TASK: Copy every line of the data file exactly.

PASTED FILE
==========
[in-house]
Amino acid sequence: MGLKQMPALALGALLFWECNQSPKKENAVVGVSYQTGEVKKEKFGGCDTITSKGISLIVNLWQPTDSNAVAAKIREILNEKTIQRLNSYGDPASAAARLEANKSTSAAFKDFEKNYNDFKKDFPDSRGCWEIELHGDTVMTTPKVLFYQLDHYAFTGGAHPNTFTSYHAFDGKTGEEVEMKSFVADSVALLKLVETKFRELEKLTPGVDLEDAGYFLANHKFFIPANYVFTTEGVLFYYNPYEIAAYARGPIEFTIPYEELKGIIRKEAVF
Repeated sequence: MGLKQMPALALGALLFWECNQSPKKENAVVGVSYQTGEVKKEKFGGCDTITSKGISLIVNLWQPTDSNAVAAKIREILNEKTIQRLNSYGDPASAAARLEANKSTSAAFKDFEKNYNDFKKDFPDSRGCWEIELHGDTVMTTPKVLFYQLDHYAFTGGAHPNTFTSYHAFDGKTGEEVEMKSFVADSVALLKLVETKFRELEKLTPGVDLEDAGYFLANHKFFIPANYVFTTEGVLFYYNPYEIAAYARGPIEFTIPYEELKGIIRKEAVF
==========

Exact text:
[in-house]
Amino acid sequence: MGLKQMPALALGALLFWECNQSPKKENAVVGVSYQTGEVKKEKFGGCDTITSKGISLIVNLWQPTDSNAVAAKIREILNEKTIQRLNSYGDPASAAARLEANKSTSAAFKDFEKNYNDFKKDFPDSRGCWEIELHGDTVMTTPKVLFYQLDHYAFTGGAHPNTFTSYHAFDGKTGEEVEMKSFVADSVALLKLVETKFRELEKLTPGVDLEDAGYFLANHKFFIPANYVFTTEGVLFYYNPYEIAAYARGPIEFTIPYEELKGIIRKEAVF
Repeated sequence: MGLKQMPALALGALLFWECNQSPKKENAVVGVSYQTGEVKKEKFGGCDTITSKGISLIVNLWQPTDSNAVAAKIREILNEKTIQRLNSYGDPASAAARLEANKSTSAAFKDFEKNYNDFKKDFPDSRGCWEIELHGDTVMTTPKVLFYQLDHYAFTGGAHPNTFTSYHAFDGKTGEEVEMKSFVADSVALLKLVETKFRELEKLTPGVDLEDAGYFLANHKFFIPANYVFTTEGVLFYYNPYEIAAYARGPIEFTIPYEELKGIIRKEAVF